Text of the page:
Meals at Meduseld – Country Eggs Benedict

Food is an important part of life here at Meduseld.  It’s why growing natural healthy food is such a priority.  And, it tastes better.  The lamb just tastes GOOD.  The children are gnawing fresh-picked carrots and talking about how sweet and juicy they are.  The vegetables look and taste so wholesome.sunflower

 

 Today, we are going to cover another breakfast that is one of our favorites here, Country Eggs Benedict.

  Country Eggs Benedict

If you are following paleo guidelines, you can omit the bread from this recipe.  Otherwise, charge forward! For some of the ingredients I won’t list an amount, because it will depend on how many people you are cooking for.  This applies in particular to bacon and bread.

Ingredients:

  • Bacon
  • Eggs
  • Juice of one/half lemon
  • Butter – 4 tablespoons cold, and 6 tablespoons melted
  • Large tomato
  • Generous bunch basil or other greens.
  • Vinegar
  • Bread (homemade spelt used here – use your favorite)
  • Olive oil
  • Seasonings

 This was homemade spelt bread, toasted in a skillet with olive oil.

Fry the bacon – reserve in warm oven.

To make the tomato mix:

Chop one large tomato.  Chop basil (or spinach, arugula, or other greens of your choice).  Saute in skillet with olive oil.  Salt, pepper and garlic to taste.  Add about one tablespoon balsamic vinegar.   Once heated through, turn off heat and keep in warm place.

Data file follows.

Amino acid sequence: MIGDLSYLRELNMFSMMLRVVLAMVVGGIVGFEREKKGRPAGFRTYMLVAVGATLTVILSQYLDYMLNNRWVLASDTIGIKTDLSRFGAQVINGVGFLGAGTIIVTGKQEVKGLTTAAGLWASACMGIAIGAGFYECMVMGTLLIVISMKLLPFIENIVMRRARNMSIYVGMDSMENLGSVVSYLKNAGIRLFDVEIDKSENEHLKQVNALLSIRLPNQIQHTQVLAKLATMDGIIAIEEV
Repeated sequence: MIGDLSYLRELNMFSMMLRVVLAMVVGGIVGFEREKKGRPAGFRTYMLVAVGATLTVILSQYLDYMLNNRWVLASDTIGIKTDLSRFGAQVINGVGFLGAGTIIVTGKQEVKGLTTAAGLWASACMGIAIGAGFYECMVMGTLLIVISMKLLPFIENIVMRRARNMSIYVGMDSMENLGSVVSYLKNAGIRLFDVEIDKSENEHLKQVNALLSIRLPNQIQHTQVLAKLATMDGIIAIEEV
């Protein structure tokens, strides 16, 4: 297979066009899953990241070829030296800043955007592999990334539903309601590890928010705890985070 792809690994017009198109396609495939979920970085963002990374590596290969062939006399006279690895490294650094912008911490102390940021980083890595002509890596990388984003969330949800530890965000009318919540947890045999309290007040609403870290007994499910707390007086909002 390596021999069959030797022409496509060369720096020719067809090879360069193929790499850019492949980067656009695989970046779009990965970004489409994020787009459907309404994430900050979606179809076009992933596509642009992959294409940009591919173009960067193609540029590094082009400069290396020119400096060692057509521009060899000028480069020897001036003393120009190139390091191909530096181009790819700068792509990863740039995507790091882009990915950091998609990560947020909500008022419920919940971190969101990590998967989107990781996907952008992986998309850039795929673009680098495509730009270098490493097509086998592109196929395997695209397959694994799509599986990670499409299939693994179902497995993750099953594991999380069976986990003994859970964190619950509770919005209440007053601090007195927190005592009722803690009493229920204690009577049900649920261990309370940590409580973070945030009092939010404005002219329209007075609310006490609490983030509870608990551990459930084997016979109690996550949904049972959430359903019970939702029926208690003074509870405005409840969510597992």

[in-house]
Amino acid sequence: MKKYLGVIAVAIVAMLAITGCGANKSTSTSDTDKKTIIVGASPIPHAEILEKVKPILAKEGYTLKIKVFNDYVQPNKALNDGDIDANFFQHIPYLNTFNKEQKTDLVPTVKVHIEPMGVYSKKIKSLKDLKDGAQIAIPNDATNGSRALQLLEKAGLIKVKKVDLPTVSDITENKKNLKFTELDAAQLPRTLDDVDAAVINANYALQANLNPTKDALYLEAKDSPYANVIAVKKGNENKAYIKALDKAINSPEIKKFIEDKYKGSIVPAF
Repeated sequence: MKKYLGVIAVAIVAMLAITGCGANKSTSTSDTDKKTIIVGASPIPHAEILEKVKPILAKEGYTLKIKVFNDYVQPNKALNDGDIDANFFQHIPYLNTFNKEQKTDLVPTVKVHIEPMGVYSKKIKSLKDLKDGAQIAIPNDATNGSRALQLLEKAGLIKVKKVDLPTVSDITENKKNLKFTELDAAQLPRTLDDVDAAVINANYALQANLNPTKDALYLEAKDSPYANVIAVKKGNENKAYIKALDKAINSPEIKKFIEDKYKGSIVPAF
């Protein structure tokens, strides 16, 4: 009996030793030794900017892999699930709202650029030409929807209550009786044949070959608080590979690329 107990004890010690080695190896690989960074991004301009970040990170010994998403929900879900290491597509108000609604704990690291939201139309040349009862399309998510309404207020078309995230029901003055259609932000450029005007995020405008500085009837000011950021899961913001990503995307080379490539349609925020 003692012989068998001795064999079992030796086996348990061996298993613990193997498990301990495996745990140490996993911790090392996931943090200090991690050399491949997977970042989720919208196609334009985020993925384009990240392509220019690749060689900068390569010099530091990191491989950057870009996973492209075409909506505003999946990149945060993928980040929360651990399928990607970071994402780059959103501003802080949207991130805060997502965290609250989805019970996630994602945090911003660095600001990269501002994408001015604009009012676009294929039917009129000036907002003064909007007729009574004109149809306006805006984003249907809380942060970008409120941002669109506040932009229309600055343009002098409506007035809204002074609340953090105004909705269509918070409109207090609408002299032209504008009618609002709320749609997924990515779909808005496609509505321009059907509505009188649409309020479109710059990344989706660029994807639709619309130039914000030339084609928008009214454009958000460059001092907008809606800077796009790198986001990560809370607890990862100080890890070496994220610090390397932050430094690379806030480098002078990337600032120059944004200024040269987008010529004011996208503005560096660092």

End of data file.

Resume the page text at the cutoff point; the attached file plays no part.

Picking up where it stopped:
To make the Hollandaise:

Some recipes recommend a double boiler and I think this is the reason more people don’t make this delightful sauce.  Let be honest, any mention of the double boiler and people think “this is going to be complicated” and that’d the end of it.  I don’t use a double boiler and you don’t have to.  I use a thick bottomed pot and the lowest heat.

 Over low heat, stir 3 egg yolks with juice from one/half lemon.  Cut cold butter into pieces and as pan starts to warm, gradually add pieces of cold butter.  Stir frequently.  Don’t add another piece until the previous one is incorporated into the yolks.  Most recipes call for unsalted butter, but we use Amish roll butter which is salted.  I know its some culinary sin that would get me kicked out of Le Cordon Bleu, but you use what you have, right?  The sauce will begin to thicken and once you can see the bottom of the pan, like this, turn off the heat.

saucethicken

Take the melted butter and add one tablesoon at a time into the sauce.  Stir well to incorporate each spoonful.  Add salt and pepper to taste.

To poach the eggs:

Take a pan with a large surface area.  Fill to only about 1/2 to 3/4 inch with water and add two tablespoons vinegar and one teaspoon salt.  Bring to a simmer.  If you boil the water, the eggs will break apart.  What you need is simmering hot water so that the water is not disturbed.  

Break an egg in a small cup and gently pour it into the simmering water.  The slower you are the more intact the egg will remain.  allow the egg to start forming firm edges.  Once it has, you can start ladling some hot water over the egg, and this will firm up its surface.  Cook until there are no clear parts left of the egg white. 

 poachedegg

 My apologies this photo is not clearer, but the lense kept steaming up from the simmering water.

Now, assemble.  Take reserved toast, bacon and place on plate.  Ladle a hot poached egg onto the bacon.  Place a couple spoonfuls of Hollandaise on the egg, and to top it off, a spoonful of the tomato-basil mix.  Serve!

 

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